Kitchen | | | | |
Replacing Damaged Kitchen Tile
Microwave Oven Buyer's Guide
A New Kitchen with a New Kitchen Island
Installing a New Garbage Disposal
Creating Kitchen Storage Space
A New Floor for Your New Kitchen
Changing Your Kitchen Counters
Dishwasher Repair and Information
Guide to Buying a New Kitchen Range
Replacing Your Ceramic Tile
Maintenance & Repair of Your Refrigerator
A Guide to Kitchen Ranges
Freezer Tips

Replacing Damaged Kitchen Tile

How do you know when it's time to re-tile your kitchen?  There are two good times:  If the floor you have has sustained some serious, or if you just want to create a brand new look for the room, you might consider laying some new tile.  In either case, a new tile floor will bring new life and a different personality to your kitchen.  You can have your tile installed the easy way -- hiring someone else to do it -- or you can have it done the chap way -- doing it yourself.  The rest of this article assumes you've decided to install the tile yourself.

First let's discuss what you'll need for this project. In order of important, you must have:

  • Tile. There are many styles and colors to choose from. Remember you should buy about 15% more tile that what it will take to lay the entire floor. This is because there will be breakage, and plus you will probably need filler for those last couple inches at the end of the project that aren't big enough for another entire tile.
  • Mastic, or tile adhesive.  There are different mastics for different rooms, so make sure the one you're buying is suitable for kitchen tile, otherwise you stand the chance of water from the sink ruining your new tile job.
  • One notched trowel for everyone who is helping with the project.
  • A tile saw
  • If you'll be cutting out any radiator pipes or similar holes, you'll need  diamond-hole.
  • Grout to fill in the crevices between the tiles.
  • A rubber or rubberized float. In case you're wondering, this is a rubber rectangle that has  a wooden handle and metal backing for applying the grout. (This is much better to use than a putty knife, which could scratch the tile faces.)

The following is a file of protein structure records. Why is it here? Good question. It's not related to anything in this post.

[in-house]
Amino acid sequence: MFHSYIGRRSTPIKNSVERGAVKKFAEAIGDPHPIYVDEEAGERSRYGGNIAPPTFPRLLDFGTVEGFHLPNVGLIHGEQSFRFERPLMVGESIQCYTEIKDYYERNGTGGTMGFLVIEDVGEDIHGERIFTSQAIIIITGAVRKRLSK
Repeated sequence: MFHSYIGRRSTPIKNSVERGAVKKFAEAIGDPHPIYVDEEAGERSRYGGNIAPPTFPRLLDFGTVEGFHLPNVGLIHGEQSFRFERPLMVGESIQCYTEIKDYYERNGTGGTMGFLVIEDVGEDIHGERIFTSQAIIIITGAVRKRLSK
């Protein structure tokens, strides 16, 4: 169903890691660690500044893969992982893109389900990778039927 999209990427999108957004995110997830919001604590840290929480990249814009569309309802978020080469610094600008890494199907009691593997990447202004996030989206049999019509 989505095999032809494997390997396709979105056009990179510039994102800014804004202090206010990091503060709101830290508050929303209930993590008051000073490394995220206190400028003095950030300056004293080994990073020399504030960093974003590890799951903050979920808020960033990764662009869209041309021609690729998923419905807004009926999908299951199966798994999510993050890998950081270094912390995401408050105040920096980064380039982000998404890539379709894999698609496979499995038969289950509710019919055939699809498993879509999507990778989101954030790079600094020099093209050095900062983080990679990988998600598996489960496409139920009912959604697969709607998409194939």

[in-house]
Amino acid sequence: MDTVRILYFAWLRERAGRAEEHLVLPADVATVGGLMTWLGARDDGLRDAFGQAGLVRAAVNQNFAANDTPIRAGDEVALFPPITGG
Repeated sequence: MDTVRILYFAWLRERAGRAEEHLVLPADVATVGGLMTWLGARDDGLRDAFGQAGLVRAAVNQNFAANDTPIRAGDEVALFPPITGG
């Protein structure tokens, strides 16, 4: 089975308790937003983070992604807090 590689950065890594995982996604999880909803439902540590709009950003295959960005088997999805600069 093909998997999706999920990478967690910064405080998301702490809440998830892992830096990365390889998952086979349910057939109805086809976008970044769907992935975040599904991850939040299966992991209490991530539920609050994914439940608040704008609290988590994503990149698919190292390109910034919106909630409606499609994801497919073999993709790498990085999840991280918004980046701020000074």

• A tape measure that is long enough to reach from one corner to the opposite corner.
  • A bucket or pan full of warm (not hot) water.
  • A good-quality level.
  • A chalk-line.
  • An adequate supply of tile spacers.

Once you've got all the items you need, here's the process to follow.

  • Measure the width and length of the room with your tape measure. Get your square footage by multiplying these numbers. This will tell you how many tiles you need.
  • Determine where the center of the floor and wall is, then run your chalk line from there to the center of the wall across from it. Snap the chalk line. Then do it the other direction. Where the lines cross is the room's center, and where you'll start tiling.
  • Remove all baseboards, then check to make sure the entire floor is clean and smooth.
  • First, do a test run with the tile, laying it out in the pattern you want.  See how many tiles you will required, and put spacers between each tile to mark where they will go.  You will start from your center point and work out toward the walls.
  • Pick up the tiles and spread your adhesive on the bare floor with your trowel, starting from the center of the room.  Do only a small section at a time, raking with the trowell so your grooves are not too shallow or deep.  Once you've got adhesive on a decent size section of the floor, lay the tiles, pressing but now twisting them in. Set your spacer and go to the next tile.  Once you've filled in the section of the floor with adhesive, you may apply adhesive to another section, followed by placing the tile.
  • Use your level constantly to make sure your laying a completely level floor.  If there are any tiles not completely flat, level them out with a rubber mallet or a hammer.
  • When you reach the place where another full tile won't fit before you run into the wall, measure the distance, and cut parts of tiles to fill in those spaces.
  • Now mix your grout and apply it at a forty-five degree angle with your rubber float.  Work the grout in between all tiles.  With a sponge, wipe excess grout off the tile tops as you go. It's important that you clean it off before it dries.  Let the grout set for a week or more.
  • Finally, using a damp sponge or mop, clean any excess residue on the floor. You now have your brand new kitchen.
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